3:29pm: Asked whether he had in fact sought Paxton or Walker from the Mariners in exchange for Revere, Amaro told Ken Rosenthal of FOX Sports (in no uncertain terms) that he had not.
“Typically we would not comment on rumors,” said Amaro. “But when they reach this level of ridiculousness, I can say unequivocally that what has been written is false.”
1:35pm: Bob Dutton of the Tacoma News Tribune reports that the Mariners did indeed contact the Phillies regarding Revere, but talks quickly halted due to the unreasonable asking price of James Paxton or Taijuan Walker.
This early in the trade season, it makes sense for Amaro and other sellers to aim high when discussing players they’re not under any pressure to trade. However, a pitcher of Paxton or Walker’s caliber is clearly far too steep a price for Seattle. Dutton notes that the Mariners’ interest could pick back up if the Phillies lower their asking price, and I’d expect that to happen over the coming weeks.
8:39am: Though they’ve already made what they hope will be an upgrade to their offense by acquiring Mark Trumbo from the Diamondbacks, the Mariners also scouted Ben Revere during the Phillies’ recent series with the Reds, reports Jim Salisbury of CSNPhilly.com. Seattle is “still monitoring the market for hitters” even after the Trumbo trade, per Salisbury (mention of Revere is near the end of the linked piece).
Revere has been displaced in left field by Cody Asche, who has transitioned to the position after moving off of third base to accommodate Maikel Franco. In center field, the Phillies have continued to utilize Rule 5 pick Odubel Herrera despite lackluster offense and somewhat below-average defense. While Herrera’s struggles — he’s hitting .255/.286/.370 and has been worth -1.5 runs per UZR — could have been enough to cost him a spot on a contending club, the rebuilding Phillies can afford to keep him on the 25-man roster to keep him in the organization. It’s also understandable, then, if the Phillies prefer to continue giving him at-bats as opposed to stashing him on the bench and costing him reps at the plate and in the field that could be beneficial down the line.
Right field hasn’t been the Phillies’ most productive position, with veterans Jeff Francoeur and the recently released Grady Sizemore seeing most of the action there this season. But, Revere’s sub-par throwing arm makes left field a better fit than right field, and there’s still the potential that Domonic Brown could receive another look.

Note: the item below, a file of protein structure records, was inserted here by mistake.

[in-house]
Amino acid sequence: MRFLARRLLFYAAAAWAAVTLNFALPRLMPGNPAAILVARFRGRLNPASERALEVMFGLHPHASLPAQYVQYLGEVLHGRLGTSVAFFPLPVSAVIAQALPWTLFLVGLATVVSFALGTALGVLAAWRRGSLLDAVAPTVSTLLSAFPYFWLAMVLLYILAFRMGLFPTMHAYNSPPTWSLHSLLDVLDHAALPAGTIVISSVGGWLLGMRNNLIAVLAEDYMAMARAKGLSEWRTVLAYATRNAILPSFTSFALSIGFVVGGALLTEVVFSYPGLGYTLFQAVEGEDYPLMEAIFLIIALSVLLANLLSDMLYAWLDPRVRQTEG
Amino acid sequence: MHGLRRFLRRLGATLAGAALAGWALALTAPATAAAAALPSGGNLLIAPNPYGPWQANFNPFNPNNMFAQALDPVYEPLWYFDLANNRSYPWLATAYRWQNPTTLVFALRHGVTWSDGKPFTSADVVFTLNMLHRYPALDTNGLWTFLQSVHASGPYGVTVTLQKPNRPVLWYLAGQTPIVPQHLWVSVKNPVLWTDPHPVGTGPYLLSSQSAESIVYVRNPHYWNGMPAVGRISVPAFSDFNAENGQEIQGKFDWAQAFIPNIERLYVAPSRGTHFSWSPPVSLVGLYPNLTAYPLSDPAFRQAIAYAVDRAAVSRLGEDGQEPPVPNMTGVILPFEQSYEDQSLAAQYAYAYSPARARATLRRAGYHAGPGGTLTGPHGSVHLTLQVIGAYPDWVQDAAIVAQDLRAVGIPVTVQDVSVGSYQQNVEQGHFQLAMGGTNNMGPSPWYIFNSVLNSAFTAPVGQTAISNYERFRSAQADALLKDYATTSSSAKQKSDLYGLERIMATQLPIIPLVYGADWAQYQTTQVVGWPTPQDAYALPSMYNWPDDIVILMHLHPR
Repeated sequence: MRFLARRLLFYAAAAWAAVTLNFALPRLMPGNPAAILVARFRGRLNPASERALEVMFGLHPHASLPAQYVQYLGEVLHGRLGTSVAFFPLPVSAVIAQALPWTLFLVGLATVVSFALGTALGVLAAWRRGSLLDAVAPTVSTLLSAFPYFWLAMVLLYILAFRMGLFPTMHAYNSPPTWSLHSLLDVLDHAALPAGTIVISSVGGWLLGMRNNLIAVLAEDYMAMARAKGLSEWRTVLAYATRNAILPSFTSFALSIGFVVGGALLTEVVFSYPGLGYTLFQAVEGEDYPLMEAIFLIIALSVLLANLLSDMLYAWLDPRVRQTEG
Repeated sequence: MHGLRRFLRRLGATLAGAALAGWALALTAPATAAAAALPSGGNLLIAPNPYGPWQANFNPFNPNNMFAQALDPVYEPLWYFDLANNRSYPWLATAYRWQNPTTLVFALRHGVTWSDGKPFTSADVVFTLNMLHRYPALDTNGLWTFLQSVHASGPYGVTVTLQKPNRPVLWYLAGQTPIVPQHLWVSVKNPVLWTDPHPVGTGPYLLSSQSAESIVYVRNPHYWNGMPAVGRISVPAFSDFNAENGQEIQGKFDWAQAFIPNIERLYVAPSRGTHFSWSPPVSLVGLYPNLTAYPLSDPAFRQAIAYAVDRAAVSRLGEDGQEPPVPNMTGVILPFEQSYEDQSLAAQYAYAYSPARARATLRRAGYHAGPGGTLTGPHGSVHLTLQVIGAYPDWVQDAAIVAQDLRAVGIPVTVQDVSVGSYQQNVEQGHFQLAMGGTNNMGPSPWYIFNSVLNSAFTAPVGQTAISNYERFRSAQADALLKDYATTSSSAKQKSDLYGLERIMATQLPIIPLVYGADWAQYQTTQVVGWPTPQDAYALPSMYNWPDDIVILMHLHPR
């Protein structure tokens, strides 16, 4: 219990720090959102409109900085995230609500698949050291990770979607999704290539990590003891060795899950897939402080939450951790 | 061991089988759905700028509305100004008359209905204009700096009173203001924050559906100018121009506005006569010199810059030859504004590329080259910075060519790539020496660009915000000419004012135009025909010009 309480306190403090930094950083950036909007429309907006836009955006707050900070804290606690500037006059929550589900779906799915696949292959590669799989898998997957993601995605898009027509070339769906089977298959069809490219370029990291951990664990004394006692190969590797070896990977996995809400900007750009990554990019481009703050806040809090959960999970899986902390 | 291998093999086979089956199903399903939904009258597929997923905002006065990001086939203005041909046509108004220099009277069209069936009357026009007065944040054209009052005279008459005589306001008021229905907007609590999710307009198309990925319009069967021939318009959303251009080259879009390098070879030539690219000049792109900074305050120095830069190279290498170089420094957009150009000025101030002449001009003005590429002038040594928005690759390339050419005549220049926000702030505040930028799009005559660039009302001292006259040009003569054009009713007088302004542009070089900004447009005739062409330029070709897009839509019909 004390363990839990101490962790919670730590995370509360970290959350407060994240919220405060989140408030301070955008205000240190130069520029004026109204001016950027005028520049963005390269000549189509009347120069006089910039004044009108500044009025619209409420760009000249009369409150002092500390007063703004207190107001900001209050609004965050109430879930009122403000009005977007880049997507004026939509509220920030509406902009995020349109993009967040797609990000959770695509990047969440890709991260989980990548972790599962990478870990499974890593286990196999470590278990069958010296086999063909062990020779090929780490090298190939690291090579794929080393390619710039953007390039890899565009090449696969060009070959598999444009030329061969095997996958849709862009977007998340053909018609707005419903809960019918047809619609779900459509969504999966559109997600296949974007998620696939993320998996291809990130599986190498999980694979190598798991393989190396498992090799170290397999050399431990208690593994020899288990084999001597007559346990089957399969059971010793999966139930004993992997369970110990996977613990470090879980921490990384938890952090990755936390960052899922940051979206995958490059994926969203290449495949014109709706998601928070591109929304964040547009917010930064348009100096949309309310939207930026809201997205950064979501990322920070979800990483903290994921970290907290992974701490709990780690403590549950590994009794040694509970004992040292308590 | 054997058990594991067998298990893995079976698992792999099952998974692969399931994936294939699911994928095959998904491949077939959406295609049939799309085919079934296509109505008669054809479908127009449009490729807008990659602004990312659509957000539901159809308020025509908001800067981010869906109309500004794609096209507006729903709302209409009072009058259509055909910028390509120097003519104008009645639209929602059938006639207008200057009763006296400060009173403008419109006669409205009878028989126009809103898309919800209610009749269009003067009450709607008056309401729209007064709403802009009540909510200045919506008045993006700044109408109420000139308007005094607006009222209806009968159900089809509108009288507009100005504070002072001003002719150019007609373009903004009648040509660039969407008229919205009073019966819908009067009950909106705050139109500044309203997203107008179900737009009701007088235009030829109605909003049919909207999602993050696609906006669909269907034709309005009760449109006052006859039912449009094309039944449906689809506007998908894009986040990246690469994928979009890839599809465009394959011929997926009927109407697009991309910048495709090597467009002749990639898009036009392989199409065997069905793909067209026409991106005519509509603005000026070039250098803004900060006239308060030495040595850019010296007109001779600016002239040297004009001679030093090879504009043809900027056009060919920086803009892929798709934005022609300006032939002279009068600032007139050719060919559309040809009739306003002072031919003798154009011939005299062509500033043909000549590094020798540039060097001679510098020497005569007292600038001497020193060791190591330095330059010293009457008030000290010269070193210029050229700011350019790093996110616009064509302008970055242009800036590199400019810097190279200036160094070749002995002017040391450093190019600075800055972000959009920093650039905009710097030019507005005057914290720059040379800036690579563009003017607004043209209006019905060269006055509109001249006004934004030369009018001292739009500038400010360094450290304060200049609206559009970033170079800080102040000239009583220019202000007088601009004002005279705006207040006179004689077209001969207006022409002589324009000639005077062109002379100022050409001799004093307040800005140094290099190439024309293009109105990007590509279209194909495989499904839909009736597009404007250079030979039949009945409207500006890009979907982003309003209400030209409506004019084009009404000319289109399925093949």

Revere himself acknowledged recently that he might be squeezed out of a spot with the Phillies, telling Salisbury late last month: “This is a business. When [Cody] Asche and [Domonic Brown] come back we’re going to have a lot of outfielders and someone might be out. I just have to prepare to help my team win whether it’s here or somewhere else. Just bust my tail and try to stay in the lineup.”
Of course, Revere hasn’t hit as well in 2015 as he did in his first two years with the Phillies, perhaps making him a tougher sell to teams looking at his bat. After hitting .306/.329/.358 in 2013-14 with Philadelphia, he’s batting just .270/.312/.352 in 2015. He remains a plus on the basepaths, but with 12 steals, Revere is not on pace to match 2014’s total of 49 steals. There are other ways to add value on the bases, to be sure, but Fangraphs valued Revere at +10.8 runs on the bases in 2014, compared to just +0.9 in 2015. At the very least, Revere is hitting quite well in June, though 10 days of improved offensive performance likely has little impact on his overall trade value.
Then again, Revere’s cumulative production to this point would represent an upgrade over what Seattle has received from its left fielders, who have combined to bat .199/.283/.328 this year. More troubling is the fact that said batting line includes 60 strong plate appearances from Seth Smith while serving as a left fielder. Regular left fielder Dustin Ackley is hitting just .198/.257/.328, and projected platoon-mate Rickie Weeks has batted just .163/.264/.250 in addition to turning in poor defense. It’s possible that Revere could form somewhat of an unconventional platoon with Smith, supplanting both Ackley and Weeks in left field. Though both Revere and Smith hit left-handed, Revere has handled left-handed pitching better than right-handed pitching throughout his career (.685 OPS vs. .655 OPS).
The 27-year-old Revere, who led the NL with 184 hits in 2014, is earning $4.1MM in 2015 after avoiding arbitration for the second time this past offseason. As a Super Two player, he’ll be arb-eligible twice more before becoming eligible for free agency following the 2017 season.